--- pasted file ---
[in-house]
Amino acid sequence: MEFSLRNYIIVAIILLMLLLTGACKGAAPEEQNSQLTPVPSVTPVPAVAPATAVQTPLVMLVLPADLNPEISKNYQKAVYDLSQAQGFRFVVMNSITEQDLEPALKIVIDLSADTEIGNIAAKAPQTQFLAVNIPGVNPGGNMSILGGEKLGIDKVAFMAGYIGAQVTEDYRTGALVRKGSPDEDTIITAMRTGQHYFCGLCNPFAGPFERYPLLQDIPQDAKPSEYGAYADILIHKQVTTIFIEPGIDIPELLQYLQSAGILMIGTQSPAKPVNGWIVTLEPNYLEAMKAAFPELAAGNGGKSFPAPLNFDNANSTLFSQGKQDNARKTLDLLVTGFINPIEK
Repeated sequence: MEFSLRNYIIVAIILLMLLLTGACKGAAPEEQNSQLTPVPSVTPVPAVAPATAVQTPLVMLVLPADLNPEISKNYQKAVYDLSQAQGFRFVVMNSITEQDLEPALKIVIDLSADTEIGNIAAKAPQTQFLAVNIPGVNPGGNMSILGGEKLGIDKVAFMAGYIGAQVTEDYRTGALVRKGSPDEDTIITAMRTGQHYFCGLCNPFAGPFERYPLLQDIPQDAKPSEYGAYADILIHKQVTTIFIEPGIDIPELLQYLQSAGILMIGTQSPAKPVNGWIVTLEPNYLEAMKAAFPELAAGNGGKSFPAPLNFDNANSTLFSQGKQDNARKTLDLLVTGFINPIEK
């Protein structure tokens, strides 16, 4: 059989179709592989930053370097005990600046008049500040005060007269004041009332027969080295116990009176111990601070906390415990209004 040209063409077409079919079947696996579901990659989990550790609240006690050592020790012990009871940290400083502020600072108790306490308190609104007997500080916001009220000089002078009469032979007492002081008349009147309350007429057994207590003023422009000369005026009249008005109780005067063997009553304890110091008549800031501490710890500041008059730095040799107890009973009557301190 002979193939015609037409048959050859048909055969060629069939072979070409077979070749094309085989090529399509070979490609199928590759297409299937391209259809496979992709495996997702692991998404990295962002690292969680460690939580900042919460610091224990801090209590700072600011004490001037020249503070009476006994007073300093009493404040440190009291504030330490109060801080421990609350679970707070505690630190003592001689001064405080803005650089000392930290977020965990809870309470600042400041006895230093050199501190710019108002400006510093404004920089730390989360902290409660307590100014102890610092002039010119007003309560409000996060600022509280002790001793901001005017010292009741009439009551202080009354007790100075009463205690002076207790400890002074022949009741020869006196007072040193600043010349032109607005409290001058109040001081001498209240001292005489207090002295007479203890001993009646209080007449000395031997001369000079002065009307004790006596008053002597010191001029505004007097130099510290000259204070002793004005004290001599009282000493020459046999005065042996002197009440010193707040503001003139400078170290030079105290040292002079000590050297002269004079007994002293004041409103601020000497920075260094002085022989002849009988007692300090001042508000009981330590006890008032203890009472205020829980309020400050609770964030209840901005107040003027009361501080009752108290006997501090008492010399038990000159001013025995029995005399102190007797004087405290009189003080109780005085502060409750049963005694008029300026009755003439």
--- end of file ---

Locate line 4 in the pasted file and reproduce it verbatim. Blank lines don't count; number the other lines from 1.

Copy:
């Protein structure tokens, strides 16, 4: 059989179709592989930053370097005990600046008049500040005060007269004041009332027969080295116990009176111990601070906390415990209004 040209063409077409079919079947696996579901990659989990550790609240006690050592020790012990009871940290400083502020600072108790306490308190609104007997500080916001009220000089002078009469032979007492002081008349009147309350007429057994207590003023422009000369005026009249008005109780005067063997009553304890110091008549800031501490710890500041008059730095040799107890009973009557301190 002979193939015609037409048959050859048909055969060629069939072979070409077979070749094309085989090529399509070979490609199928590759297409299937391209259809496979992709495996997702692991998404990295962002690292969680460690939580900042919460610091224990801090209590700072600011004490001037020249503070009476006994007073300093009493404040440190009291504030330490109060801080421990609350679970707070505690630190003592001689001064405080803005650089000392930290977020965990809870309470600042400041006895230093050199501190710019108002400006510093404004920089730390989360902290409660307590100014102890610092002039010119007003309560409000996060600022509280002790001793901001005017010292009741009439009551202080009354007790100075009463205690002076207790400890002074022949009741020869006196007072040193600043010349032109607005409290001058109040001081001498209240001292005489207090002295007479203890001993009646209080007449000395031997001369000079002065009307004790006596008053002597010191001029505004007097130099510290000259204070002793004005004290001599009282000493020459046999005065042996002197009440010193707040503001003139400078170290030079105290040292002079000590050297002269004079007994002293004041409103601020000497920075260094002085022989002849009988007692300090001042508000009981330590006890008032203890009472205020829980309020400050609770964030209840901005107040003027009361501080009752108290006997501090008492010399038990000159001013025995029995005399102190007797004087405290009189003080109780005085502060409750049963005694008029300026009755003439």